Goredema believes that the community we live in, the policy makers and public private sector all need to be gender sensitive. She alludes that she has already convinced her spouse and children so as to share household chores regardless of sex. She has even taken a step further as this is now being practised in her Health Information department at work. She also encourages constant/regular through interactions at work and in the community as it maximises efficiency of gender mainstreaming activities. Goredema indicates that the community is emulating what she and her family are doing for people have seen her family

doing household chores without segregation. It also leaves the community with no choice but to emulate them. Goredema with the assistance of her subordinates regularly identify areas of need of need and change. She cited that she regards Gender Links annual summits as being very educative and helpful.

Goredema is creating knowledge as a driver of change in the community especially at her church. She is one of the community leaders who cherishes everyone’s ideas regardless of sex, race, political affiliation and age. Her stance is being emulated by other religious and civic and educational leaders.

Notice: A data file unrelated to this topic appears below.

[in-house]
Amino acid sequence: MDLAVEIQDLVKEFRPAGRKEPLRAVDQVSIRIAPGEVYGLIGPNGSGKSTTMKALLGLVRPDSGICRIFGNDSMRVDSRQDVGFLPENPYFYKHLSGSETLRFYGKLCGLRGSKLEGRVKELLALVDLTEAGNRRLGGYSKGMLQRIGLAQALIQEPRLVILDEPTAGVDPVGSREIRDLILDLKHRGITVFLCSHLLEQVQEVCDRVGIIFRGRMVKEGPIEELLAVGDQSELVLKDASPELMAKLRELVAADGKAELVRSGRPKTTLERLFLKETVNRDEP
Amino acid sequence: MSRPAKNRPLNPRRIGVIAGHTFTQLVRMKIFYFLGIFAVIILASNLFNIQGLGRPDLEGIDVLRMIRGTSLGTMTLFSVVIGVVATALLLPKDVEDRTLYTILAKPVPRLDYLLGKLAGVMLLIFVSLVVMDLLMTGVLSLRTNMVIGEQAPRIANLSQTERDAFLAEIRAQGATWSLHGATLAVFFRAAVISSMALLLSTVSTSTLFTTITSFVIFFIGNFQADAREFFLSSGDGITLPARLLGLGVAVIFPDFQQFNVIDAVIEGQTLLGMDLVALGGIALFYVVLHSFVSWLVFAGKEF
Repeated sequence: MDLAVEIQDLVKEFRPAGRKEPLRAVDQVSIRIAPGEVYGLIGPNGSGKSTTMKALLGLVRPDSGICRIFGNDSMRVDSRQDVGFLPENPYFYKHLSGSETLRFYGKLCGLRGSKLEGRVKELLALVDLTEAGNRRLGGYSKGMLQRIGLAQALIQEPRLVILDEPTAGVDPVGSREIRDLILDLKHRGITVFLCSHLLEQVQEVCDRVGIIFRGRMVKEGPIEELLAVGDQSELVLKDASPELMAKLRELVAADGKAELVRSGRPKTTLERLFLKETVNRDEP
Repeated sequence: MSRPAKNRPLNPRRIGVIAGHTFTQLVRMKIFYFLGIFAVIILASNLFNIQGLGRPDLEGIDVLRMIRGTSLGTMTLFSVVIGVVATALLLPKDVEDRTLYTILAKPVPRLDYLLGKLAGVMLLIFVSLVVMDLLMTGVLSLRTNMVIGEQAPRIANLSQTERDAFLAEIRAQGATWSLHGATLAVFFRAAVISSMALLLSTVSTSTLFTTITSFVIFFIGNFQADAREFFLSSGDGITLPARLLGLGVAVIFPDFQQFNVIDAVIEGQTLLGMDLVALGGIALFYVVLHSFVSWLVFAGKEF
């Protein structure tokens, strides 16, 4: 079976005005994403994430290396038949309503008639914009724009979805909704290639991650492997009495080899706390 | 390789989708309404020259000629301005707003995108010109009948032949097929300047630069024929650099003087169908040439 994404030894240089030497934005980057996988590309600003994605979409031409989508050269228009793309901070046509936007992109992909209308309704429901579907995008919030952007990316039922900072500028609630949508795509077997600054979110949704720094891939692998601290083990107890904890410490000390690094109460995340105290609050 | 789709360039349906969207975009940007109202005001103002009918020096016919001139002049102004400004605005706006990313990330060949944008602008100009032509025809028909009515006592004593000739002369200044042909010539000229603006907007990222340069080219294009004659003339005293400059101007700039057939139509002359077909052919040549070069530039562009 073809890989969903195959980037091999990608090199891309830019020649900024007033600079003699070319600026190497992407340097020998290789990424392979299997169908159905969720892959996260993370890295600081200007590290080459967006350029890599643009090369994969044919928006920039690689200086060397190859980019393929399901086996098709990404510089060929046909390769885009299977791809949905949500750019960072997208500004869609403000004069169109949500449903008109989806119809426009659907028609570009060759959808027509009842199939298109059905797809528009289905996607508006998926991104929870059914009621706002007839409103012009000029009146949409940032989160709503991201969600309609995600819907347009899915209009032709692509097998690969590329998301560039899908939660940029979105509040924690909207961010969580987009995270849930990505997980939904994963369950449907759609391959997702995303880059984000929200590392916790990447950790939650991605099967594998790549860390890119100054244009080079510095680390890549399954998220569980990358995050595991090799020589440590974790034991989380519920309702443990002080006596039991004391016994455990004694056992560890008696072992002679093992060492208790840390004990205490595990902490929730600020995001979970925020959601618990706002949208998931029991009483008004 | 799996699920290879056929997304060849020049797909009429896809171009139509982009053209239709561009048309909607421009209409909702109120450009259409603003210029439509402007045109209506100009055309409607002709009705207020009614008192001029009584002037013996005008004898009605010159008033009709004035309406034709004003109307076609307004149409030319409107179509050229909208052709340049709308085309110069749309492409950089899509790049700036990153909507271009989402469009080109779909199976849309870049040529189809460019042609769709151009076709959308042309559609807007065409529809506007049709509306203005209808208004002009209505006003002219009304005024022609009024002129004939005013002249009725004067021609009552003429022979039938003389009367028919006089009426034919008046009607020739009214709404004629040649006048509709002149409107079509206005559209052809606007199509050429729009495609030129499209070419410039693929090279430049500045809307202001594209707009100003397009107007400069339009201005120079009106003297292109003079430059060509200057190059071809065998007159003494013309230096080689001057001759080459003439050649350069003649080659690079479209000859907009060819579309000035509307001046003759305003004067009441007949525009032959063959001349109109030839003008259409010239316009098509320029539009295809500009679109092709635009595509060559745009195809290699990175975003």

Goredema admits that there are several challenges on the attitude of the Kadoma community many of which evolve on cultural barriers and politicisation of programs. She believes that most people in Kadoma initially viewed themselves as being weak and naive if they are to be led by women. However, Goredema is of the opinion that continuous dissemination of the right information through responsible authorities, awareness campaigns and community engagement can be of great importance to her community.

An indication by Goredema is that Kadoma city has a very high number of illegal gold miners commonly known as Makorokoza. She highlights that who do not view women as capable leaders. According to Goredema, a general survey she did in some parts of Rimuka high density suburb concluded that most of the illegal gold miners view women as child bearers only. The illegal miners consider women as not fit to lead in any capacity or initiate any meaningful projects. They batter women and girls at the slightest provocation and most of them are on the law enforcement agents wanted list. Goredema and her team of gender awareness campaigners are working tirelessly to educate these gender based violence perpetrators through awareness campaigns. She believes that they are achieving their objectives because there are lots of men in and around Kadoma city who respect women views now.

Goredema concludes by stating that maximum involvement and inclusion of both sexes in gender issues both at workplaces and the community lead to sustainability of projects and programs. The inclusion and training of the young generation of both sexes also lead to respecting the voice of the women in workplaces and communities.